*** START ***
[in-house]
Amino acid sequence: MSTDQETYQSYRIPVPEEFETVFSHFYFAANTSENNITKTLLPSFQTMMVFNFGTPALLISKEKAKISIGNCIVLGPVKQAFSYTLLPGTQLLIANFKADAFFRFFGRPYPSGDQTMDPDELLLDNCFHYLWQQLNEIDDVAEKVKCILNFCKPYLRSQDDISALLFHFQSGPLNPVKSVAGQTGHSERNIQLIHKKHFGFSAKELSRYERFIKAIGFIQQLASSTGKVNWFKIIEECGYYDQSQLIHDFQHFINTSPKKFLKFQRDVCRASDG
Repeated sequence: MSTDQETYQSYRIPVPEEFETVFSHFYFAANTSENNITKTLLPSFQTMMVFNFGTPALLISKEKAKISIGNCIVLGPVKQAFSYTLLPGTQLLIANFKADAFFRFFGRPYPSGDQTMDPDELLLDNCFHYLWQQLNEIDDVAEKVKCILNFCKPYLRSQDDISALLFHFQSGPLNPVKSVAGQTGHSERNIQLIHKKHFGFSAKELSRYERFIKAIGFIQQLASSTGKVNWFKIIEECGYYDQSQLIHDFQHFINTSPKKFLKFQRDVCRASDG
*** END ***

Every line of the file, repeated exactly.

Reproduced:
[in-house]
Amino acid sequence: MSTDQETYQSYRIPVPEEFETVFSHFYFAANTSENNITKTLLPSFQTMMVFNFGTPALLISKEKAKISIGNCIVLGPVKQAFSYTLLPGTQLLIANFKADAFFRFFGRPYPSGDQTMDPDELLLDNCFHYLWQQLNEIDDVAEKVKCILNFCKPYLRSQDDISALLFHFQSGPLNPVKSVAGQTGHSERNIQLIHKKHFGFSAKELSRYERFIKAIGFIQQLASSTGKVNWFKIIEECGYYDQSQLIHDFQHFINTSPKKFLKFQRDVCRASDG
Repeated sequence: MSTDQETYQSYRIPVPEEFETVFSHFYFAANTSENNITKTLLPSFQTMMVFNFGTPALLISKEKAKISIGNCIVLGPVKQAFSYTLLPGTQLLIANFKADAFFRFFGRPYPSGDQTMDPDELLLDNCFHYLWQQLNEIDDVAEKVKCILNFCKPYLRSQDDISALLFHFQSGPLNPVKSVAGQTGHSERNIQLIHKKHFGFSAKELSRYERFIKAIGFIQQLASSTGKVNWFKIIEECGYYDQSQLIHDFQHFINTSPKKFLKFQRDVCRASDG